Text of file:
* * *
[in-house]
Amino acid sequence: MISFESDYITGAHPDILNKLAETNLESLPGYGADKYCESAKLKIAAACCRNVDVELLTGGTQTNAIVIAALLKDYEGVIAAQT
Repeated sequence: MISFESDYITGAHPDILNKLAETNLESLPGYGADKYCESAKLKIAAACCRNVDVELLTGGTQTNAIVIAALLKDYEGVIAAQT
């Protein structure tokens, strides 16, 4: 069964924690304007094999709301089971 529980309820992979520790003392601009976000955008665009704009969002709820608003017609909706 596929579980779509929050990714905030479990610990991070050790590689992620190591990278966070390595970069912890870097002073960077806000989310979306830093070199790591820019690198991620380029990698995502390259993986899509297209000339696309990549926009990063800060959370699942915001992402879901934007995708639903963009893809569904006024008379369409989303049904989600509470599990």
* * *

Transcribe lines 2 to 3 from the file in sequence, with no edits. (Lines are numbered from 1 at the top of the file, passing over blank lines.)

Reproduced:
Amino acid sequence: MISFESDYITGAHPDILNKLAETNLESLPGYGADKYCESAKLKIAAACCRNVDVELLTGGTQTNAIVIAALLKDYEGVIAAQT
Repeated sequence: MISFESDYITGAHPDILNKLAETNLESLPGYGADKYCESAKLKIAAACCRNVDVELLTGGTQTNAIVIAALLKDYEGVIAAQT